In the church, tonight, each priest waiting for you stands in the place of Christ Our Judge. But the judgment is a merciful one. Your place is to go before the judge and plead guilty. The judge will assure you that Jesus has already served your sentence, so you are free to go. Yes, you will be given a penance to carry out – but that is not your sentence. The penance is simply a “thank you” gesture appropriate to thank the Lord who has freed you from your sins.

Just as a lawyer prepares the case carefully before going to court, so each one of us needs to prepare ourselves well to go to a priest for confession. Tonight, I ask you to show respect for the priests, and for the other parishioners waiting to go to confession, by being ready to confess.

Now here’s what sometimes happens when I’m hearing confessions: “Bless me Father! I’m a good person really. I don’t do anything wrong. I don’t cuss, I don’t steal, I look after my family.” Can you see the problem?

This week, you have lots of opportunities to receive blessings, with holy relics and from holy priests. Confession is not another blessing where you just come up for a prayer. Confession is a conversation where you come to the priest and accuse yourself of what you’ve done wrong. In fact, let me make it clearer – in confession, you accuse yourself of the wrong choices you’ve made. You can be sure that something is a sin when you recognise you’ve made a bad choice and you know what the different choice is that you should have made and could have made.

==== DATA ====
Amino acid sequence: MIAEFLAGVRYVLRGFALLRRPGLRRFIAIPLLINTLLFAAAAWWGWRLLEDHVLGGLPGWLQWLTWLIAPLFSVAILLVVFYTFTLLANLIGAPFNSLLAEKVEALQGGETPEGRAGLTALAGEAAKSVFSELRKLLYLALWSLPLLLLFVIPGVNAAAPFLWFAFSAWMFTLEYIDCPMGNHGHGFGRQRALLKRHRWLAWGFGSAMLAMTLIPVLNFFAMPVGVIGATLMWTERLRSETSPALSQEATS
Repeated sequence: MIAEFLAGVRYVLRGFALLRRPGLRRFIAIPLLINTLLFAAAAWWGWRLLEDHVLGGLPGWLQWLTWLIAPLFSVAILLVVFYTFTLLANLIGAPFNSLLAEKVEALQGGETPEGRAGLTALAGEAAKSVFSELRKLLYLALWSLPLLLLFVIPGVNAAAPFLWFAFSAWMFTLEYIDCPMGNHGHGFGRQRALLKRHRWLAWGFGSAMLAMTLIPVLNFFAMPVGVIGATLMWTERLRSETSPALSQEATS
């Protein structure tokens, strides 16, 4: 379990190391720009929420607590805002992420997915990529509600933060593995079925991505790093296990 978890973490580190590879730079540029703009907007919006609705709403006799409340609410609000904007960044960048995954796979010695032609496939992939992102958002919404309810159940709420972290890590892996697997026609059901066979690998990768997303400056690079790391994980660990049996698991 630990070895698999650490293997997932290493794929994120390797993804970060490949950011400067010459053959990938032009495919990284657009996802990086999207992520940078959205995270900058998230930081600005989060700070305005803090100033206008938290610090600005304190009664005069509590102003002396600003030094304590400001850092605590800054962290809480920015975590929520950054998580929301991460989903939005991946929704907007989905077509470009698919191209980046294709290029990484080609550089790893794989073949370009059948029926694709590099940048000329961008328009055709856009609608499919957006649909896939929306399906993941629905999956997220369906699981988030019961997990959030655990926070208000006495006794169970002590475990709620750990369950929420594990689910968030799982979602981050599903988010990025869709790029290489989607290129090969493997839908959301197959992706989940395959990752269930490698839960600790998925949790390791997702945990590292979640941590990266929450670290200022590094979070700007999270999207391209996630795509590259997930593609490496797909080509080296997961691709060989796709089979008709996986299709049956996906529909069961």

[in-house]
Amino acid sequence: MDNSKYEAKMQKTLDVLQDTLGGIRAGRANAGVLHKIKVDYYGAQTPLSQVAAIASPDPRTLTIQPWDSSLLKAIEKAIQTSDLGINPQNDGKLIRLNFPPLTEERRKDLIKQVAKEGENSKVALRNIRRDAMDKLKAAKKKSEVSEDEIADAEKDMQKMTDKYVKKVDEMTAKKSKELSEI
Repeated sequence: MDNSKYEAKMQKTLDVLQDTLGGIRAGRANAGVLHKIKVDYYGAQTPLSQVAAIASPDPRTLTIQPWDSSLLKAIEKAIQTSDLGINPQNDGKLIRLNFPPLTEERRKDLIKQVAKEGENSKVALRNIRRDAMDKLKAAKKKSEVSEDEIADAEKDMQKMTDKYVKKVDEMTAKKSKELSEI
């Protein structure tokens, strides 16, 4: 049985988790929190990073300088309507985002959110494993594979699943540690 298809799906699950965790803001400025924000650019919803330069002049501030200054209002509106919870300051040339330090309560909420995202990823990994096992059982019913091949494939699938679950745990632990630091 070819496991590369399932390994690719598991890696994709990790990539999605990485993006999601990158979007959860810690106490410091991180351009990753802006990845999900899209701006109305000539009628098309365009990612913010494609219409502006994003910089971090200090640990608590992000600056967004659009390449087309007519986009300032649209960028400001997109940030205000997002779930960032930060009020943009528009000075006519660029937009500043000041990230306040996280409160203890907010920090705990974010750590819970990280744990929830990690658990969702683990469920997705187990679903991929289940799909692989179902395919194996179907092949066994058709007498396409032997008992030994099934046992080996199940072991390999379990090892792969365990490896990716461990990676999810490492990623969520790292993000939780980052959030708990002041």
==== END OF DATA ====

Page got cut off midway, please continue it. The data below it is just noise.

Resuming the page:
Let me give you an example. Is it a sin to miss Mass on Sunday when you’re in bed with ‘flu? No!

Is it a sin to miss Mass on Sunday when it’s blowing a gale and you’re over 80 and can’t stand up straight against the wind? No.

But is it a sin to miss Mass on a Sunday because you’ve got unexpected visitors and you are too embarrassed to tell them you’re going to church, or to invite them to come to Mass with you? Yes! That’s a double sin – a sin of not honouring the Lord’s day, and a sin of not standing up for Our Blessed Lord against the opinions of other people! We had the choice.

There are times in our lives we really do need to go to confession. When we’ve made a terrible choice, perhaps under extreme pressure, and we need the relief of hearing the priest say that our sins are forgiven. Or perhaps we’ve truly committed a mortal sin – for some reason we have knowingly walked away from God, and instantly regretted it. For these times – and for the person who has suddenly come to their senses after many years away from God – your parish priest is always available on request.

But this kind of service, in a Mission week, is an opportunity to go so much deeper – we’re each being offered a spring clean for our souls. So let’s look deeply into our lives and prepare for a good confession by asking ourselves a few questions.

We are called to worship. Have we put God first in our lives by taking time to pray each day and each week? We also turn away from worshipping God when we look to other spiritual powers for help – that includes fortune telling, seeking to put a curse on someone, and any kind of ‘new age’ therapy that claims to cure you by tapping into spiritual energy. That would include things like bioenergy, reiki and reflexology. It’s important to bring these things to confession so we can be healed by the only true source of spiritual power – God’s Holy Spirit.

We are called to help in our parish and in the wider community. Have we given help graciously even what it was possible but inconvenient? Did we volunteer to give help rather than waiting to be asked?